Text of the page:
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Dieselgate: Volkswagen Group Given 45-Days by CARB To Submit Recall Plans for 3.0-litre V-6 Diesels

While most offices across the U.S. are probably winding down operation ahead of the Thanksgiving Holiday weekend, employees of Volkswagen AG and its subsidiaries Audi AG and Porsche AG got a message through the mail that won’t be making them feel particularly thankful this season.

That’s because the message delivered this morning from the California Air Resources Board (CARB) notified all three automakers that the government agency has determined that each and every Volkswagen, Audi and Porsche made between 2009 and 2015 and fitted with Volkswagen’s 3.0-litreV-6 diesel engine is in violation of California’s strict emissions regulations.

The Porsche Cayenne TDI is involved in this latest scandal

The Porsche Cayenne TDI is involved in this latest scandal

Consequently, Volkswagen, Audi and Porsche are expected each to submit a recall plan, detailing how each plans to bring non-compliant vehicles to the ‘claimed certified configurations’ which do meet California’s standards, within the next 45 business days.

The notice is the latest in a long line of non-compliance letters issued to Volkswagen and its associated brands following the discovery earlier on this year that certain model year 2.0-litre diesel engined cars made between  2009 and 2015 included a piece of software purposely designed to cheat tough emissions regulations.

When tested on a dynamometer, the software inside these car’s engine control units ensured emissions were in compliance with Federal and state regulations. When driven on the road however, the same software ignored all emissions control regulations, emitting up to 40 times the legal limit for Nitrogen Oxides (NOx). In total, some 482,000 vehicles fitted with that 2.0-litre diesel engine are believed to be in noncompliance

CARB says the engine is also found in certain Audi Q7 SUVs

CARB says the engine is also found in certain Audi Q7 SUVs

Volkswagen submitted plans CARB and the U.S. Environmental Protection Agency on Friday last week detailing how it proposed to fix those vehicles, but at the moment the content of those proposals are being withheld from the public.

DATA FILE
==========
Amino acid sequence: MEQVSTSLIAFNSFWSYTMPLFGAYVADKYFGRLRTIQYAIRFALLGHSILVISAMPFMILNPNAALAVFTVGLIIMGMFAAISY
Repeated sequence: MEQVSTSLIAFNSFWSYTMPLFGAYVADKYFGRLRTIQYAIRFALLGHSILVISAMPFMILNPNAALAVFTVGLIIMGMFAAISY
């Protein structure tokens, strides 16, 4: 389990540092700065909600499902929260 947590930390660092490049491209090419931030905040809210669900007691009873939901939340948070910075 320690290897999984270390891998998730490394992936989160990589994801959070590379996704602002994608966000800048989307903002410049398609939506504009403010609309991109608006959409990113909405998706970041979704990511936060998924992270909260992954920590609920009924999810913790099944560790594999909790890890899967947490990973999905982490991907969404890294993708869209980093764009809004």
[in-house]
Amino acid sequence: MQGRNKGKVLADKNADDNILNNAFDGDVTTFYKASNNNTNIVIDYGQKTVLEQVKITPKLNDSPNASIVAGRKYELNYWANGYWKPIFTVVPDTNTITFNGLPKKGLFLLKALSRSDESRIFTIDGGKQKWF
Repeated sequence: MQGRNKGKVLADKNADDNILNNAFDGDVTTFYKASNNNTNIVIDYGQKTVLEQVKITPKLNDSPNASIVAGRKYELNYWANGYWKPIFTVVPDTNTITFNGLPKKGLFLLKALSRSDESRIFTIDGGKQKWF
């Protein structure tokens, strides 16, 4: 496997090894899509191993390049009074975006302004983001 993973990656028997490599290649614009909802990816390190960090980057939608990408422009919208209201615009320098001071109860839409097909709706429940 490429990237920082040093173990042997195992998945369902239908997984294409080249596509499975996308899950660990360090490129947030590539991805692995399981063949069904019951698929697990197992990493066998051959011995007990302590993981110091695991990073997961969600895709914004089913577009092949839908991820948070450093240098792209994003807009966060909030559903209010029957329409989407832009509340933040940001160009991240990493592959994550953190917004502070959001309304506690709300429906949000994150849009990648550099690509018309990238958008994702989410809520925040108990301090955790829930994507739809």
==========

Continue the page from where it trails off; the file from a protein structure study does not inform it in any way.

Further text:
It will need to repeat that process for the affected 3.0-litre V-6 TDI engines, but due to the way in which the engines are built, Volkswagen will not simply be able to duplicate its proposed solution for the smaller 2.0-litre four-cylinder engines. in order to meet with compliance.

As the official notice from CARB details, during meetings with CARB last week, Audi AG representatives confirmed that 3.0-litre V-6 diesel engines used in the Audi A6, A7, A8, Q5 and Q7 contain previously undisclosed Auxiliary Emission Control Devices (AECDs) designed to cheat tough emissions testing.

The engine, designed by Audi for use in its own vehicles, has been shared across the Volkswagen Group for use in both the VW TDI and Porsche TDI vehicles.

“While some AECDs which are disclosed to CARB as required and meet certain requirements may be approved during the certification process, failur to disclose and obtain ARB approval for AECDs prior to certification of products is a violation of law, including Health and Safety Code section 43211 and California Code of Regulations title 13, section 1903,” CARB details in its letter. “An AECD may also may also be considered a defeat device and an additional violation.”

For Audi, Volkswagen and Porsche, the discovery of this new noncompliant engine will further damage the reputation of all three brands. Indeed, with a long line of requirements to meet before the its official Recall Plan can be submitted to CARB, we suspect Volkswagen will have a very unhappy holidays indeed.

To read the letter for yourself, you’ll find it on CARB’s website, which details all the steps which must be undertaken in the next 45 business days. In the meantime, if you’re thinking of buying a new Volkswagen diesel, you may want to think twice.


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